Friedrich's famous painting was also interpreted as a tale of silence, of a creative individual reaching the blessed state of being alone with nature and their own thoughts. The American scholar Theodore Ziolkowski said that the traveller on the rock should be seen as Goethe. Indeed, this painting is a peculiar conversation with the author of Faust. The poet asked Friedrich to paint a set of studies of clouds, according to their classification, recently published by Luke Howard. Friedrich could not accept such a challenge: scientifically systemized clouds would not convey higher, spiritual meanings anymore. For him that would be "the end of painting". Therefore, his picture has a polemical character. Nature does not comfort, it is menacing and oppressive. The wanderer stands above a precipice.

It's worth remembering that Wanderer above the Sea of Fog also functions in the collective imagination as a metaphor for the German conscience. It was used on the cover of Der Spiegel on the 50th anniversary of the end of World War II. From the height of the rock, the man in the painting contemplated the ghosts of Nazism. Then, on the cover of Stern in October 2015, Friedrich's wanderer watched a sea of refugees emerging from the sea of fog. It might perhaps be that the German Romantic's painting today is not just an allegory of artistic solitude, but also of the fog from which critical awareness emerges, as well as sensitivity to the suffering of others.

Translated from the Polish by Anna Błasiak

Reprinted with permission of Przekrój. Read the original article.


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Mind & Brain

This article was originally published on Big Think Edge.

Problem-solving skills are in demand. Every job posting lists them under must-have qualifications, and every job candidate claims to possess them, par excellence. Young entrepreneurs make solutions to social and global problems the heart of their mission statements, while parents and teachers push for curricula that encourage critical-thinking methods beyond solving for x.

It's ironic then that we continue to cultivate habits that stunt our ability to solve problems. Take, for example, the modern expectation to be "always on." We push ourselves to always be working, always be producing, always be parenting, always be promoting, always be socializing, always be in the know, always be available, always be doing. It's too much, and when things are always on all the time, we deplete the mental resources we need to truly engage with challenges.

If we're serious about solving problems, at work and in our personal lives, then we need to become more adept at tuning out so we can hone in.

Solve problems with others (occasionally)

A side effect of being always on is that we are rarely alone. We're connected through the ceaseless chirps of friends texting, social media buzzing, and colleagues pinging us for advice everywhere we go. In some ways, this is a boon. Modern technologies mediate near endless opportunities for collective learning and social problem-solving. Yet, such cooperation has its limits according to a 2018 study out of Harvard Business School.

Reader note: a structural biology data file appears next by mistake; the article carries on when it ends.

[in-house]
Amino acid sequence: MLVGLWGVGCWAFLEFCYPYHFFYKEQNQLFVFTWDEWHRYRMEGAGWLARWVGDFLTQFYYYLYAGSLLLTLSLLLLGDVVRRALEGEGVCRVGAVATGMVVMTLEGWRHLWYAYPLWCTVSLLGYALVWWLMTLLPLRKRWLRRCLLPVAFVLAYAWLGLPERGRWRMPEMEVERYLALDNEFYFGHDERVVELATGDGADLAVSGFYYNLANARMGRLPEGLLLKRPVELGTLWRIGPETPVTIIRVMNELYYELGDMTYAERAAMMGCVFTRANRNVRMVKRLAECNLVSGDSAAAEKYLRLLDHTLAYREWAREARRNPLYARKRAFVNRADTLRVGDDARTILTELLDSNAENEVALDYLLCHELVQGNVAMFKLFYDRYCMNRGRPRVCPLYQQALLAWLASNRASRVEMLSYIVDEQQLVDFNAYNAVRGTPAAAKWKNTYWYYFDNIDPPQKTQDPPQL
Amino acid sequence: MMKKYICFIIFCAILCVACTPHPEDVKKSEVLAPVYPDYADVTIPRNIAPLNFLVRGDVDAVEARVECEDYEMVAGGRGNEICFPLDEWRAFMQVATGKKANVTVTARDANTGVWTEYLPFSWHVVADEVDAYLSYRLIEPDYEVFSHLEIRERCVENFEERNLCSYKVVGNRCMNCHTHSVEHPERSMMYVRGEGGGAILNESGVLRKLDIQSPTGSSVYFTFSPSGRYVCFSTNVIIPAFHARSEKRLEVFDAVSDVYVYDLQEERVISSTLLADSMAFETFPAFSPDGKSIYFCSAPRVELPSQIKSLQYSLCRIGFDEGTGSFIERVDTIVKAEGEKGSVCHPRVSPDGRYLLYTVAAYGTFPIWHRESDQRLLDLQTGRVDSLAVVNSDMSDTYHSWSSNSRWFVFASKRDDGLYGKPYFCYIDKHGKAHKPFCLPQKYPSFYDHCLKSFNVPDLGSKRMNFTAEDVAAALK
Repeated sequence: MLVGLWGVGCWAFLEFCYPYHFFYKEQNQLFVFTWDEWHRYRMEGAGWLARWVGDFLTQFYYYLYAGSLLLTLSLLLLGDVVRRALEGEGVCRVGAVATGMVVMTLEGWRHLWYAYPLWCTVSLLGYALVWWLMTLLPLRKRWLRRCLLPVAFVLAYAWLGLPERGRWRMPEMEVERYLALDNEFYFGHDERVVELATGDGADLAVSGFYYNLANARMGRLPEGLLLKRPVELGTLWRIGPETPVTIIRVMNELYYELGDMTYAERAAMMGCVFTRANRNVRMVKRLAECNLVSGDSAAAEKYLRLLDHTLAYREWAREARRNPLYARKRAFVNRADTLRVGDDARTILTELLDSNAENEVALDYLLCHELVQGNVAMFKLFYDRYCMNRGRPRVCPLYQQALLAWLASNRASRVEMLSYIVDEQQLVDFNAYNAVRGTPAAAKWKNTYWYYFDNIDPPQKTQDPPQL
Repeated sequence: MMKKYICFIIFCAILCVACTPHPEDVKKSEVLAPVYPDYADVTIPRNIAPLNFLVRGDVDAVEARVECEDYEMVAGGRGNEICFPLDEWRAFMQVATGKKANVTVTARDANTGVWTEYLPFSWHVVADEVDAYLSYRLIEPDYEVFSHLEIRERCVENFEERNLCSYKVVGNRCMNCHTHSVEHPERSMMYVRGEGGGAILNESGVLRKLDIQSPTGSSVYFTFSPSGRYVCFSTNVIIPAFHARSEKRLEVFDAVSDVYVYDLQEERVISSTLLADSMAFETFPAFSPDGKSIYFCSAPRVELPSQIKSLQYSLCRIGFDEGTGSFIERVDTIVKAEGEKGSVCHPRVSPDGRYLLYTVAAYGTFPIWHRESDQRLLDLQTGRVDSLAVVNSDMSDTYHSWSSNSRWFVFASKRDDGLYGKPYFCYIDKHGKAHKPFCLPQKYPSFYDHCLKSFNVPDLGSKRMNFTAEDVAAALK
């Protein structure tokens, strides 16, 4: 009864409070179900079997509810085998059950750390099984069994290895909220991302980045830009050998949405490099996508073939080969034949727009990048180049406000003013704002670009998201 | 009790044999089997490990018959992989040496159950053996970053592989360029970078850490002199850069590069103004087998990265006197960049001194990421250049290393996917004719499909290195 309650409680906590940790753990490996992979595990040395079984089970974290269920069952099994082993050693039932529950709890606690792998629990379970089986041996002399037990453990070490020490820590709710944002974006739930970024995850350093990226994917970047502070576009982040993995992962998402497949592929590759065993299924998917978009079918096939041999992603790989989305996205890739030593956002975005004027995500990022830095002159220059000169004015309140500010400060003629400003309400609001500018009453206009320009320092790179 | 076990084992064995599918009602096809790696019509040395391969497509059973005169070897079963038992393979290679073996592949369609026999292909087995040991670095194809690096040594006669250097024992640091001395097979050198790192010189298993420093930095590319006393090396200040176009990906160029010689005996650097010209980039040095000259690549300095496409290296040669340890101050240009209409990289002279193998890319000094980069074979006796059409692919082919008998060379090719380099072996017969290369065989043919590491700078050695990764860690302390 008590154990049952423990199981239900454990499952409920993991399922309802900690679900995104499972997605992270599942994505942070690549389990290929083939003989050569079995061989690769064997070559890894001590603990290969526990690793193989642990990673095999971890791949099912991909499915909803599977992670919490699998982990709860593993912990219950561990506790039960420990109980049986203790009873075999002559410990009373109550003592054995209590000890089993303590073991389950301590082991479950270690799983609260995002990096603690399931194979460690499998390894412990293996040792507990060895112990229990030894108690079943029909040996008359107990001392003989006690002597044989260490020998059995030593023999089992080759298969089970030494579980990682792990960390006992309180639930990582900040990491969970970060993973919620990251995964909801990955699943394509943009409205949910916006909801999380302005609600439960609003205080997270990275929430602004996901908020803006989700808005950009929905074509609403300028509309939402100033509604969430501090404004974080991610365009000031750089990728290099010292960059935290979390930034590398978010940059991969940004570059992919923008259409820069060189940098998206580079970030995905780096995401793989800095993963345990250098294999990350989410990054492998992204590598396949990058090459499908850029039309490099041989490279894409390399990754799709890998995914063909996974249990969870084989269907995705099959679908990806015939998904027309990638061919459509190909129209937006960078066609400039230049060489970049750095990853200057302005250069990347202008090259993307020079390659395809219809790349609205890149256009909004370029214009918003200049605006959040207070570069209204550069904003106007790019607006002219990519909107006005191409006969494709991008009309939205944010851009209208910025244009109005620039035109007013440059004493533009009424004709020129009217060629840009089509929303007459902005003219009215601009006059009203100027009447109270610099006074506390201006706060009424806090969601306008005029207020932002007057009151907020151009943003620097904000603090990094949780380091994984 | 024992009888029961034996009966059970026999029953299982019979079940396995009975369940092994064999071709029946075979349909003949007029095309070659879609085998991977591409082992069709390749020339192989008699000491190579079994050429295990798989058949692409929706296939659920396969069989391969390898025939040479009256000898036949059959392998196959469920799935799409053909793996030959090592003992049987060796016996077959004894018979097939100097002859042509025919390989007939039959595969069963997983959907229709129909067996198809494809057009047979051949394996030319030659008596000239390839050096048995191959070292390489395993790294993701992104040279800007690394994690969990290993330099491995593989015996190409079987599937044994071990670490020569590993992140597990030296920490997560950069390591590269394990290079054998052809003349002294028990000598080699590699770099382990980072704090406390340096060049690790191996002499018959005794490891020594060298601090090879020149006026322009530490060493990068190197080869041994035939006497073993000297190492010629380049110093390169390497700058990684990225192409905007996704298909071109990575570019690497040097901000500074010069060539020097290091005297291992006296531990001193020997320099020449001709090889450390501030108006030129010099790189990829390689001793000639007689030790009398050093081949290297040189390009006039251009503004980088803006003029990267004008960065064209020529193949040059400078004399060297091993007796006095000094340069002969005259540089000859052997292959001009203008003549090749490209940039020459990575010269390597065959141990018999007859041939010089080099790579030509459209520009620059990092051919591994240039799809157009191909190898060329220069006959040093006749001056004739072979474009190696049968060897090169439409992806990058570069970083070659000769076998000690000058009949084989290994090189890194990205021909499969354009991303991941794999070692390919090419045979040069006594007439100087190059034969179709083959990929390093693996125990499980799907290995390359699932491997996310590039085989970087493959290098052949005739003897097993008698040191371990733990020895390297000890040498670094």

In the study, participants were divided into three group types and asked to solve traveling salesman problems. The first group type had to work on the problems individually. The second group type exchanged notes after every round of problem-solving while the third collaborated after every three rounds.

The researchers found that lone problem-solvers invented a diverse range of potential solutions. However, their solutions varied wildly in quality, with some being true light bulb moments and others burnt-out duds. Conversely, the always-on group took advantage of their collective learning to tackle more complex problems more effectively. But social influence often led these groups to prematurely converge around a single idea and abandon potentially brilliant outliers.

It was the intermittent collaborators who landed on the Goldilocks strategy. By interacting less frequently, individual group members had more time to nurture their ideas so the best could shine. But when they gathered together, the group managed to improve the overall quality of their solutions thanks to collective learning.

In presenting their work, the study's authors question the value of always-on culture—especially our submissiveness to intrusions. "As we replace those sorts of intermittent cycles with always-on technologies, we might be diminishing our capacity to solve problems well," Ethan Bernstein, an associate professor at Harvard Business School and one of the study's authors, said in a press release.

These findings suggest we should schedule time to ruminate with our inner geniuses and consult the wisdom of the crowd. Rather than dividing our day between productivity output and group problem-solving sessions, we must also create space to focus on problems in isolation. This strategy provides the best of both worlds. It allows us to formulate our ideas before social pressure can push us to abandon them. But it doesn't preclude the group knowledge required to refine those ideas.

And the more distractions you can block out or turn off, the more working memory you'll have to direct at the problem.

A problem-solving booster